Subject: Re: [ecasound] .asoundrc /ecasound
From: Kai Vehmanen (k_AT_eca.cx)
Date: Tue Sep 17 2002 - 17:54:19 EEST
On 17 Sep 2002, Nathan Stewart wrote:
> pcm ice1712
> format 24_le
> channels 12
> rate 96000
> From ecasound, I specify ecasound -i:alsaplugin,2496
> It takes it, but then informs me that it's using s16_le, 2 channel,
> 44100 Hz. So, I bypassed the plugin interface and did it like this:
I'm not sure what the asoundrc-definition of parameters actually does. My
best guess it that it sets the default audio parameters. In any case,
ecasound always sets the audio parameters explicitly. If you don't add a
-f option, the default format -f:s16_le,2,44100,i will be used. You can
change the default by putting:
default-audio-format = s32_le,2,44100,i
... to your ~/.ecasound/ecasoundrc (or in ~/.ecasoundrc if using
2.0.x or older).
> ecasound -f:s32_le,12,96000,n -a:radio,mic -f:s32_le,12,96000
> -i:alsa,ice1712 -a:radio -erc:1,1 -a:radio -erc:2,1
You haven't defined an output, so ecasound will try to make the setup
valid by adding a default output. In other words "-o:/dev/dsp" is added to
the chainsetup definition before enabling it. You can againt override the
default output by adding:
default-output = alsa,default
or some such in the ecasoundrc. Although it's generally better add
explicit outputs when using complicated setups. The ecasoundrc
default-output is mainly aimed at simpler apps like ecaplay.
> (audio-io) Format: s32_le, channels 12, srate 96000, interleaved.
> (eca-control) ERROR: Connecting chainsetup failed: "Enabling
> chainsetup: AUDIOIO-OSS: audio format not supported (2)"
.. ie. it's tries to open /dev/dsp for output, but fails.
> 3) Why is asoundrc such a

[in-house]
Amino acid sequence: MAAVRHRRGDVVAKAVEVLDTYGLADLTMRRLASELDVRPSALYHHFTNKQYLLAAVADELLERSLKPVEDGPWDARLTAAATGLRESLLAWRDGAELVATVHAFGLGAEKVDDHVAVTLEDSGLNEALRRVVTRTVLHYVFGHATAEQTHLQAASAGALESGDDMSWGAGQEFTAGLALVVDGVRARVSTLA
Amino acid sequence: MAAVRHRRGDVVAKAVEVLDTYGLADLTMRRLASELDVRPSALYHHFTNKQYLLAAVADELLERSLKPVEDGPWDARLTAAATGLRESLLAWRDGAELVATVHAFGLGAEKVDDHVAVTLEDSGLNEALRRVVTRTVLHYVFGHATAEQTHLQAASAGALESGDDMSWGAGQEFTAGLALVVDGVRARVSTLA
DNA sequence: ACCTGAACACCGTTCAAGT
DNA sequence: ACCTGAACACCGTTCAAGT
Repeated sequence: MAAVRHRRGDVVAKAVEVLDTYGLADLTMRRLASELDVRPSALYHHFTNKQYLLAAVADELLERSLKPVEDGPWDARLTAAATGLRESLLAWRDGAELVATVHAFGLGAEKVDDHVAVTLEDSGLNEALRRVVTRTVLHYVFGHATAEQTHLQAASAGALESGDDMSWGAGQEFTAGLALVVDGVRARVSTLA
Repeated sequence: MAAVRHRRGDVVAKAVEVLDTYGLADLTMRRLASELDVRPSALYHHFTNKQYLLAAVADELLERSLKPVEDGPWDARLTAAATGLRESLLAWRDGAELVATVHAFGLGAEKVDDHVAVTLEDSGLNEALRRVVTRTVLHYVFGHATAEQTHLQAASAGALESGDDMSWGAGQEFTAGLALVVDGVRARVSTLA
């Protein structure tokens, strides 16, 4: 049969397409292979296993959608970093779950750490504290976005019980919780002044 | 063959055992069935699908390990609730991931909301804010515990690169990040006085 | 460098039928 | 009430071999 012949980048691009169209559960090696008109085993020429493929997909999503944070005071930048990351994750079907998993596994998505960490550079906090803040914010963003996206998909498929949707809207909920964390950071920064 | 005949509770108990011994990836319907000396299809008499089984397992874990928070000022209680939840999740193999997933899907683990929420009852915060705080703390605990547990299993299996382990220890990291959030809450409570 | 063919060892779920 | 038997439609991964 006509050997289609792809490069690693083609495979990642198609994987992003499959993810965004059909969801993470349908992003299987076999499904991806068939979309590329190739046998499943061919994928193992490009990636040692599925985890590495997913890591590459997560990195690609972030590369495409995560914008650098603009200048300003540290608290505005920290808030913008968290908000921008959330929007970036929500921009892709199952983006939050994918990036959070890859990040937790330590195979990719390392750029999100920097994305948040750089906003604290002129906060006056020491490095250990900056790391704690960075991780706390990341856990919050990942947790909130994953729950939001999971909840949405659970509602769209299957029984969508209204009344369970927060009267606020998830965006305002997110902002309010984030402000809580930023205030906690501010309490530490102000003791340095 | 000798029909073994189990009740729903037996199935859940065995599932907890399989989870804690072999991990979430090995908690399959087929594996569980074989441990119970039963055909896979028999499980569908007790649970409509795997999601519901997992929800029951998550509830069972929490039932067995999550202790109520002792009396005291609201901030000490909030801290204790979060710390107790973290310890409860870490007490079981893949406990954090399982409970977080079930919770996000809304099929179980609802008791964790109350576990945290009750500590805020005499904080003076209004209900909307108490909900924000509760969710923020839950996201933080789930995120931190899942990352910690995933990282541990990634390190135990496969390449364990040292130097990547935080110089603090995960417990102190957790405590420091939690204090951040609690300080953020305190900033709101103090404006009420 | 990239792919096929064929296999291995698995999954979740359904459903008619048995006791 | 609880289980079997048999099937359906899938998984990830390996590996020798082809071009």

> blasted personal thing that varies according to what YOU want to call
> your sound card instead of being the same for all cards of a certain
> chipset/model? Does is really give that much more usefulness to be able
> to call the SP/DIF input LeRoyMcGuinness if I want to? (OK, I'm ranting.
This is perfectly valid question. I'm not perhaps the best person to
answer it, but I'd say the main reason is that it is a very difficult task
to identify a good group of profiles (device configurations). You either
force a certain use-scenario to all users (as is done in Windows,
OSS/commercial, and many other widely used audio subsystems) or provide
the end-user full flexility of the underlying system. Unfortunatey with
flexibility comes complexity. As an example, you can combine a set of
soundcard devices (that are synced to a common clock) and present it as
one big soundcard. It's quite impossible to predefine these kinds of
The general lack of end-user friendly documentation and features
originates from how the ALSA project works. It's actually developed in a
very much Linux/Linus-style way. The key ALSA project member are
interested in technology and do not let politics and social aspect
interfere (at least not much) with their work. This is generally a very
good thing and has proven to work. ALSA has produced excellent software
and has continued to do this for many years now. The big problem is that
the ALSA developers are relative alone with their efforts. Unlike the
kernel developers, ALSA people don't have masses of people (and big
companies distributing Linux solutions) that help to make the technology
more easily usable and approachable by the end-users.
The bright side is that ALSA is now part of linux-2.5/linux-2.6, so
this whole situations just might change in the future.
> # audio inputs
> -a:radio -f:s24_le,12,96000 -i:alsahw,0,0
> -a:mic -f:s24_le,12,96000 -i:alsahw,0,0
This is not valid. You cannot define input "alsahw,0,0" twice in one
chainsetup. Instead you should define it once and route its audio to
multiple chains. In other words:
-a:radio,mic -f:s24_le,12,96000 -i:alsahw,0,0
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